You certainly can run for charity, whether you get a place in the ballot or not. If you want to skip the draw you can sign up to run for baby charity Tommy’s, which is the LLHM’s official charity and is offering free spots to runners who pledge to raise £350 (opens in new tab).

Where does the London Landmarks Half Marathon start?

Runners start on Pall Mall near Trafalgar Square. Each wave of runners will have a recommended arrival station and a suggested route to the start area.

Are there pacers at the race?

In the past there have been 30 pacers on the course, spread across the seven waves. At the 2022 event the fastest pacer ran at 1hr 30min pace and there were three pacers in wave 7 run/walking at 3hr-plus pace.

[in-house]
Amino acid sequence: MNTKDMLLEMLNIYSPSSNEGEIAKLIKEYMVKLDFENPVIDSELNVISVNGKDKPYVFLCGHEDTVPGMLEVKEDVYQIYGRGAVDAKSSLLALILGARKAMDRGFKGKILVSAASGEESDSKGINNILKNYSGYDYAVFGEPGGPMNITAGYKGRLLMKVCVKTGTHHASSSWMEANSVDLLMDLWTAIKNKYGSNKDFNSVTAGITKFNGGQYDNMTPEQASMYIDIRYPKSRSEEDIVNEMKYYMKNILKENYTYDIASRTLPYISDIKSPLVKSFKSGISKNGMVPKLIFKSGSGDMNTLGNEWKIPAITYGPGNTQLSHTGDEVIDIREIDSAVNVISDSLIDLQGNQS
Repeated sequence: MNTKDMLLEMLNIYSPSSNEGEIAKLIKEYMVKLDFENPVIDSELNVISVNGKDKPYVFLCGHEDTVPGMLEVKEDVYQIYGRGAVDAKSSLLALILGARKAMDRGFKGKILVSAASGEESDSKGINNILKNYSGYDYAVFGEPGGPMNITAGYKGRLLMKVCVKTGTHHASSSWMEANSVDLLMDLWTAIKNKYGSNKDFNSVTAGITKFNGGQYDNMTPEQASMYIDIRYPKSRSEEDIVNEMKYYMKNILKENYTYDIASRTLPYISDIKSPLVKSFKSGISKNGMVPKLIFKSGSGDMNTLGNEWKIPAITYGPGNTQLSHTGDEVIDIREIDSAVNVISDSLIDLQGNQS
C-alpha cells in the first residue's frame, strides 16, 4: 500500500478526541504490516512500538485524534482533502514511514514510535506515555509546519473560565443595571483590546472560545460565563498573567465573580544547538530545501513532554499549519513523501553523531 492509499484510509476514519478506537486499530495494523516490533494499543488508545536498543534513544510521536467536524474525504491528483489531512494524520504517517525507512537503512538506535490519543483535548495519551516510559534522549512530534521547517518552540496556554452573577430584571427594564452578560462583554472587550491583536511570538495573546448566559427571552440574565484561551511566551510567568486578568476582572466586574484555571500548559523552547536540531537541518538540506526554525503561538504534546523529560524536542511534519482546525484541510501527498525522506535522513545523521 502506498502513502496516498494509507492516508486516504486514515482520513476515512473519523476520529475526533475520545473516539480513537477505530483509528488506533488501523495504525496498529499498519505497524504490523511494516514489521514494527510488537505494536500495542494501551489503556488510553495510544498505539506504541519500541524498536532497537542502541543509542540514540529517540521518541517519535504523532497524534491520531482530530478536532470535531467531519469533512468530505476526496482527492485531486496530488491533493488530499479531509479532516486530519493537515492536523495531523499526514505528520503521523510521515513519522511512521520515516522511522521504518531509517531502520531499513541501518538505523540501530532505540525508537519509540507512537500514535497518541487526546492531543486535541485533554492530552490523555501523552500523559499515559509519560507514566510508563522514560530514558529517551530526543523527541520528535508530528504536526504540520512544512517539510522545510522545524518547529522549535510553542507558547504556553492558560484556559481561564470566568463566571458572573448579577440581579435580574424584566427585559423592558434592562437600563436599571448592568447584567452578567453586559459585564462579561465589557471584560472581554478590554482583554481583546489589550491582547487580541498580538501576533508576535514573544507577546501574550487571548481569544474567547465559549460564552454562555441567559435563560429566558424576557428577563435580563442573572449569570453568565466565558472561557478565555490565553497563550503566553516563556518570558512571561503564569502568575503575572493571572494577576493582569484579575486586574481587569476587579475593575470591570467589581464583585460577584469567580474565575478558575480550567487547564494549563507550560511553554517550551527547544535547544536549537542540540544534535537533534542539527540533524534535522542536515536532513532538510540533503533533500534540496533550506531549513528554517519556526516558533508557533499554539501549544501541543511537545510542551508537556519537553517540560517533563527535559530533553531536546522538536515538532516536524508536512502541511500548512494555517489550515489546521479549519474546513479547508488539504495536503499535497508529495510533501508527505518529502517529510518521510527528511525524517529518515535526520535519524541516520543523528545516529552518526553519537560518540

Is there water on the route?

The LLHM was free of plastic bottles in 2022, but there were four water stations on the route where you could pick up a paper cup of water.

The London Landmarks Half Marathon Route

Cramming 21.1km into the heart of London means a fair few twists and turns, especially since the route has been designed to pass as many landmarks as possible, so while the LLHM is reasonably fast and flat there are better races out there for PB hunters. 

You won’t get as much to look at in other races, though, and changes to the LLHM 2023 route mean it now takes in even more landmarks. Runners start next to Trafalgar Square and, after a quick jaunt up Charing Cross road to Chinatown, continue east past St Paul’s Cathedral to take in the skyscrapers of the City of London. The route at this stage is very twisty and you’ll lose all sense of direction until you get to the Tower of London at around the 16km mark, when you turn west and follow the banks of the Thames back towards Big Ben. 

Runners then head across the river on Westminster Bridge to get a good look at the London Eye, before coming back over the bridge and heading for the finish on Whitehall by Downing Street.